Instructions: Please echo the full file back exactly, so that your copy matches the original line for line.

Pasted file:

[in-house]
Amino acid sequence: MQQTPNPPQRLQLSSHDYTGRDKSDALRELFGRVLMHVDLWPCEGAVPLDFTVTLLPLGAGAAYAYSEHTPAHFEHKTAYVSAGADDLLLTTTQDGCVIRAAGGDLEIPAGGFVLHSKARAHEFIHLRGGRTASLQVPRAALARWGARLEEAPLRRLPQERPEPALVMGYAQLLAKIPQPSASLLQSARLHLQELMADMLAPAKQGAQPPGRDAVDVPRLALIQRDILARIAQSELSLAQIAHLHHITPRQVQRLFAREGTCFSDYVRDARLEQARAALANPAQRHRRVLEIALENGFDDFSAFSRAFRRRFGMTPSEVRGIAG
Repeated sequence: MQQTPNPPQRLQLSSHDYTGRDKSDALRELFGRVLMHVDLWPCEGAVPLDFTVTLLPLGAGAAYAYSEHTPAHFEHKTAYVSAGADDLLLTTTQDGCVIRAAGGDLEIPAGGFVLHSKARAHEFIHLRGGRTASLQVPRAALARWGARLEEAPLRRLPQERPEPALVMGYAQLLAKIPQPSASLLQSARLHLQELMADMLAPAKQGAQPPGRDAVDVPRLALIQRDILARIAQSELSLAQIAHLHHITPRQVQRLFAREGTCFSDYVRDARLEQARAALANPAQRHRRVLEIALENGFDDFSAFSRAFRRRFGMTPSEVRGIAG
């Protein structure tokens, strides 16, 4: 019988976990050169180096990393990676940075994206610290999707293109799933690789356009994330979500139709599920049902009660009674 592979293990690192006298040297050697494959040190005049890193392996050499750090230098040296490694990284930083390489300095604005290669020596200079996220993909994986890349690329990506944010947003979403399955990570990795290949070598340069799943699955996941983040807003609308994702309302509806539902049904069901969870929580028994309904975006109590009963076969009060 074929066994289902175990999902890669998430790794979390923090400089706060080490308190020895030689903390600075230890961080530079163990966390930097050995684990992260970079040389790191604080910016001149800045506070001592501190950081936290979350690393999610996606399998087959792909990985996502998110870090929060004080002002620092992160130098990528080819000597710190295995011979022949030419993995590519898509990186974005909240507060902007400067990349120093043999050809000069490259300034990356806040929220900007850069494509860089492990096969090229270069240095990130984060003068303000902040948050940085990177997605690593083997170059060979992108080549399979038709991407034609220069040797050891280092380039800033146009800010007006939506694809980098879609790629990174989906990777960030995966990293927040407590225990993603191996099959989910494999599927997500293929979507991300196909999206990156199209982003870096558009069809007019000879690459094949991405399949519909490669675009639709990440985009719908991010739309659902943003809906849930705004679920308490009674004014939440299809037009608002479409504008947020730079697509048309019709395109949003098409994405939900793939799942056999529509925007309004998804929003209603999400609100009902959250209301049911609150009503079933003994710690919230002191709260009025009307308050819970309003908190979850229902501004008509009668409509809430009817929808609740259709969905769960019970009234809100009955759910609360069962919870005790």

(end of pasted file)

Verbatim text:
[in-house]
Amino acid sequence: MQQTPNPPQRLQLSSHDYTGRDKSDALRELFGRVLMHVDLWPCEGAVPLDFTVTLLPLGAGAAYAYSEHTPAHFEHKTAYVSAGADDLLLTTTQDGCVIRAAGGDLEIPAGGFVLHSKARAHEFIHLRGGRTASLQVPRAALARWGARLEEAPLRRLPQERPEPALVMGYAQLLAKIPQPSASLLQSARLHLQELMADMLAPAKQGAQPPGRDAVDVPRLALIQRDILARIAQSELSLAQIAHLHHITPRQVQRLFAREGTCFSDYVRDARLEQARAALANPAQRHRRVLEIALENGFDDFSAFSRAFRRRFGMTPSEVRGIAG
Repeated sequence: MQQTPNPPQRLQLSSHDYTGRDKSDALRELFGRVLMHVDLWPCEGAVPLDFTVTLLPLGAGAAYAYSEHTPAHFEHKTAYVSAGADDLLLTTTQDGCVIRAAGGDLEIPAGGFVLHSKARAHEFIHLRGGRTASLQVPRAALARWGARLEEAPLRRLPQERPEPALVMGYAQLLAKIPQPSASLLQSARLHLQELMADMLAPAKQGAQPPGRDAVDVPRLALIQRDILARIAQSELSLAQIAHLHHITPRQVQRLFAREGTCFSDYVRDARLEQARAALANPAQRHRRVLEIALENGFDDFSAFSRAFRRRFGMTPSEVRGIAG
């Protein structure tokens, strides 16, 4: 019988976990050169180096990393990676940075994206610290999707293109799933690789356009994330979500139709599920049902009660009674 592979293990690192006298040297050697494959040190005049890193392996050499750090230098040296490694990284930083390489300095604005290669020596200079996220993909994986890349690329990506944010947003979403399955990570990795290949070598340069799943699955996941983040807003609308994702309302509806539902049904069901969870929580028994309904975006109590009963076969009060 074929066994289902175990999902890669998430790794979390923090400089706060080490308190020895030689903390600075230890961080530079163990966390930097050995684990992260970079040389790191604080910016001149800045506070001592501190950081936290979350690393999610996606399998087959792909990985996502998110870090929060004080002002620092992160130098990528080819000597710190295995011979022949030419993995590519898509990186974005909240507060902007400067990349120093043999050809000069490259300034990356806040929220900007850069494509860089492990096969090229270069240095990130984060003068303000902040948050940085990177997605690593083997170059060979992108080549399979038709991407034609220069040797050891280092380039800033146009800010007006939506694809980098879609790629990174989906990777960030995966990293927040407590225990993603191996099959989910494999599927997500293929979507991300196909999206990156199209982003870096558009069809007019000879690459094949991405399949519909490669675009639709990440985009719908991010739309659902943003809906849930705004679920308490009674004014939440299809037009608002479409504008947020730079697509048309019709395109949003098409994405939900793939799942056999529509925007309004998804929003209603999400609100009902959250209301049911609150009503079933003994710690919230002191709260009025009307308050819970309003908190979850229902501004008509009668409509809430009817929808609740259709969905769960019970009234809100009955759910609360069962919870005790």